Teaching Critical Literacy Using Cultural and Political Vignettes

  • Jacqueline Darvin Queens College, City University of New York
Keywords: Critical Literacy, Critical Pedagogy, Cultural and Political Vignettes, Secondary Education, Teaching, Pedagogy, Instructional Practices


One way to engage students with critical, content-area literacy in secondary classrooms is by asking them to respond to what the author terms Cultural and Political Vignettes or CPVs. CPVs are cultural and/or political problems that are presented to respondents so that they can practice critical thinking and decision-making skills that they will need in both their classrooms and larger communities of practice. CPVs deal with cultural and political issues, but also with content-specific knowledge and critical problem solving. They are designed to ask respondents to reflect upon and question the values, biases, stereotypes, relationships, decision making processes, funds of knowledge and actions of both themselves and others. This article explores the use of CPVs as a pedagogical strategy to promote critical literacy in secondary classrooms. It provides examples from several content areas and discusses how and why CPVs help to engage students in critical literacy, particularly when the CPVs are in the form of situated performances.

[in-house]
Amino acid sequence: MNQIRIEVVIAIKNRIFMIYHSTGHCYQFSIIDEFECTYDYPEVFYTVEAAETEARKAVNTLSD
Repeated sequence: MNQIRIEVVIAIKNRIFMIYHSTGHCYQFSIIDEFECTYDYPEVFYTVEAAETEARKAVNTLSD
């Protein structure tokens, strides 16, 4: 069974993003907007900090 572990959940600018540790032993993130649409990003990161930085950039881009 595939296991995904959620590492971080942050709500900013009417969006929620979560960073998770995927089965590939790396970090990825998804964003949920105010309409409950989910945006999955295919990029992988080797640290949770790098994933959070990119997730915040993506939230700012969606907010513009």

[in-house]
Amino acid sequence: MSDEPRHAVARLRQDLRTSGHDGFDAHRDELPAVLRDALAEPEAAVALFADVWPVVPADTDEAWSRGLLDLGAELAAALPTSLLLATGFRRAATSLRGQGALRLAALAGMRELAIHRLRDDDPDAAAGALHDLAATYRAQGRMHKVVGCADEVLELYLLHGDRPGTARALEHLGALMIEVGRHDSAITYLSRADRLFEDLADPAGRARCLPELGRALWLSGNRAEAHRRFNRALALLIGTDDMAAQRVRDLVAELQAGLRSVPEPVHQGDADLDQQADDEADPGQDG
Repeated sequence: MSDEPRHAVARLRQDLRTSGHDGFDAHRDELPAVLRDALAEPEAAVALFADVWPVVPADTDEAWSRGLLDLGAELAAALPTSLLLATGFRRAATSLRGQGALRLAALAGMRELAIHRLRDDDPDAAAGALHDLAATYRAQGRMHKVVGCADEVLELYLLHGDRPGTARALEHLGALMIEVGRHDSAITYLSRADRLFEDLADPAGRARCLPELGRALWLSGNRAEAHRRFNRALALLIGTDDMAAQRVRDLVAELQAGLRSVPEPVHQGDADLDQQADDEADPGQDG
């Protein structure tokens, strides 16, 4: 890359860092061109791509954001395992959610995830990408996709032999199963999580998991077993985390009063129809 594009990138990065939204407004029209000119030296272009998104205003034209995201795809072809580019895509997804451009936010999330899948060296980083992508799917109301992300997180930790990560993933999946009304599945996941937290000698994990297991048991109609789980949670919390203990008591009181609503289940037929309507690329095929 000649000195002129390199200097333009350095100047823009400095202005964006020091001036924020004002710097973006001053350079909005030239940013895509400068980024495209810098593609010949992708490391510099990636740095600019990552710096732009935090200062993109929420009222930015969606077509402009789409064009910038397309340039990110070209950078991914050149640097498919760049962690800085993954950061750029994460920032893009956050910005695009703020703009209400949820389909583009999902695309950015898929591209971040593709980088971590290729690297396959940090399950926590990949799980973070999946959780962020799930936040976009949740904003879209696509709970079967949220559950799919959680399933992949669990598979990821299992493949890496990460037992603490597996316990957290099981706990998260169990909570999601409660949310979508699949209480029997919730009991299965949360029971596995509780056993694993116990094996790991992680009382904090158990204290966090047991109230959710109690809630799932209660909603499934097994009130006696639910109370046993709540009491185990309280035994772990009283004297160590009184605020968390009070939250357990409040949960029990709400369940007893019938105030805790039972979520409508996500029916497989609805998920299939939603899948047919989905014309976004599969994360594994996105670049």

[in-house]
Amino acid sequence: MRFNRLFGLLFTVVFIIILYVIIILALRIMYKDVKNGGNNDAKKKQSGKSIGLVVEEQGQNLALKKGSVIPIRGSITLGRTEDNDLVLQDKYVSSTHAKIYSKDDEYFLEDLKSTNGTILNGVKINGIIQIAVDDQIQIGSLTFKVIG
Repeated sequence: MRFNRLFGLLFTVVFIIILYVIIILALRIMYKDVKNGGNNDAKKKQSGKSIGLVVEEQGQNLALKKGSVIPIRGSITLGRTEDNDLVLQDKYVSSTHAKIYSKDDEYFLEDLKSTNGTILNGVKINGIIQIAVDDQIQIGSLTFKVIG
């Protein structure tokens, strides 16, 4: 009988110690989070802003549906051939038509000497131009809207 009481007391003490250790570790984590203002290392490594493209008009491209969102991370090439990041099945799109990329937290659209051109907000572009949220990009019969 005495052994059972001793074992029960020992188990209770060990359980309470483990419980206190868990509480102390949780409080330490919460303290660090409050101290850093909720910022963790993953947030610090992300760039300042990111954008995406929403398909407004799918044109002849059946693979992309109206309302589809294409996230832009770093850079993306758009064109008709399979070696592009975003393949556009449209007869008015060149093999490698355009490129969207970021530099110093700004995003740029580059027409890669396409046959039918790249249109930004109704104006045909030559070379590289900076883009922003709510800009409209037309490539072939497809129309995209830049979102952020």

Author Biography

Jacqueline Darvin, Queens College, City University of New York

Secondary Education & Youth Services

Assistant Professor of Literacy Education